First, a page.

Link to comment
Share on other sites

The salami smelled OK, so I am masticating a slice right now.  I see from the label I purchased this salami on 10/18.

 

As to how it happened to be in the bedroom...the bedroom is usually the coolest, darkest room.  When I was unloading groceries I had a bag of oranges that did not fit in the refrigerator.  I must have had the salami in my hand when I took the oranges to the bedroom.  I only noticed the salami because one of the oranges had moldered.

  • Like 2

Cooking is cool.  And kitchen gear is even cooler.  -- Chad Ward

 

Link to comment
Share on other sites

Don't eat the moldy orange. Show some respect for our "when in doubt, throw it out" brethren! But don't mind me. I never refrigerate butter, either!

I agree in principle that no foodstuff is worth nausea or worse, but I also think that many people who know no better throw out tons of perfectly good food unnecessarily, due to lack of food science knowledge, the fetishing of food science knowledge or subscription to food science voodoo. (I have some leftovers that I do not care for myself!) We humans are teeming with bacteria and all manner of unsavory stuff, as is most everything around us, like it or not. We are still here, and in the first and second worlds at least, we do not even suffer food poisoning with any regularity, and it seems that when we do, restaurants are guilty at least as often as our own kitchens and refrigerators. Compare the incidence of food poisoning in your own life to, say, the incidence of colds and flu!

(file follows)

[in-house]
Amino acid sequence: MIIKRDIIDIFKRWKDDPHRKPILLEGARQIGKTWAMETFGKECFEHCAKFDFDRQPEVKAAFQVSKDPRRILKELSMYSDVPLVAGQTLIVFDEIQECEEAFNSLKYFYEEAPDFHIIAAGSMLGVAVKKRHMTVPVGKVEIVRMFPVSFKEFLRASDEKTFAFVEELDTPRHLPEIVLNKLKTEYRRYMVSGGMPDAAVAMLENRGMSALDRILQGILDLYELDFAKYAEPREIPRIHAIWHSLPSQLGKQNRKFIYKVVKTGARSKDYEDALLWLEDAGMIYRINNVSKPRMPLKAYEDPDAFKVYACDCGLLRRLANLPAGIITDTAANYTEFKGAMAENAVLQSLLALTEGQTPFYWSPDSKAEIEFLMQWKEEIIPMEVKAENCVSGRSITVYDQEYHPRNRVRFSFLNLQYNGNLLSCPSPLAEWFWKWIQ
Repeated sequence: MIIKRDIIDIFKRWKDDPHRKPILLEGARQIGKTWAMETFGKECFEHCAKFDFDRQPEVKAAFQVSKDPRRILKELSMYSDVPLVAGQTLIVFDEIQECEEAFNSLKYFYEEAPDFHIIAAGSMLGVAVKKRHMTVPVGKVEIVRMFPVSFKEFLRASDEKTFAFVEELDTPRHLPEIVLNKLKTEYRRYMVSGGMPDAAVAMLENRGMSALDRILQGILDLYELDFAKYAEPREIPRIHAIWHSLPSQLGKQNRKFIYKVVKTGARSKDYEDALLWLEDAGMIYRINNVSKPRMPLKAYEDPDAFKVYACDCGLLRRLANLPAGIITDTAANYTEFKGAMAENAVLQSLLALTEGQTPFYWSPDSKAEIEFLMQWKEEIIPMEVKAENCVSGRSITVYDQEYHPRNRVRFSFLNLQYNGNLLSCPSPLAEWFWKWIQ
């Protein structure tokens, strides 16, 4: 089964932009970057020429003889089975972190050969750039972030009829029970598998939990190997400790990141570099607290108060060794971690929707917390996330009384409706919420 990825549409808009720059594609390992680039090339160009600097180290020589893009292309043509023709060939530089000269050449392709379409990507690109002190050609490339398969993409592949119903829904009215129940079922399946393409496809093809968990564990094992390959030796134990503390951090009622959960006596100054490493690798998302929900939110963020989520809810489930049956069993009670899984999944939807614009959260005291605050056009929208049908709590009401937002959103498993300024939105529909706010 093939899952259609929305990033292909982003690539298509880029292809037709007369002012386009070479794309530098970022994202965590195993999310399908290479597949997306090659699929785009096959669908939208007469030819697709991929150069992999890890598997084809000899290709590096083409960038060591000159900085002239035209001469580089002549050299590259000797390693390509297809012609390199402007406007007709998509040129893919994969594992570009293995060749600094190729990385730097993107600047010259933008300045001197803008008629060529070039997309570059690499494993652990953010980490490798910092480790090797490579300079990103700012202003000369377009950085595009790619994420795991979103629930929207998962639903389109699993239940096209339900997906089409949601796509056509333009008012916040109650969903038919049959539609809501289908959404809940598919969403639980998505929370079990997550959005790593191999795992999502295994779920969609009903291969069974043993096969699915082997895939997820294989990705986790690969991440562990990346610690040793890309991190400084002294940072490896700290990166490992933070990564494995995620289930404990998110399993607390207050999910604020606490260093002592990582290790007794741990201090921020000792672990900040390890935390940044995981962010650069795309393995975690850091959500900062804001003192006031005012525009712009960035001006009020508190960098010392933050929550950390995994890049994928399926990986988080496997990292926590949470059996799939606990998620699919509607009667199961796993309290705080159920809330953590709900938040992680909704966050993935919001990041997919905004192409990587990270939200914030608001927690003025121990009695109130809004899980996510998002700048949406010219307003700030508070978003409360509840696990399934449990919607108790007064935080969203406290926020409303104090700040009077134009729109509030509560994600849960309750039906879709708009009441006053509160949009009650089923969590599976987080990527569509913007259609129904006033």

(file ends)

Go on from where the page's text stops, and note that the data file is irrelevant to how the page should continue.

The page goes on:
Bill Klapp

bklapp@egullet.com

Link to comment
Share on other sites

I've seen death by Listeriosis.

It's a very, very painful death!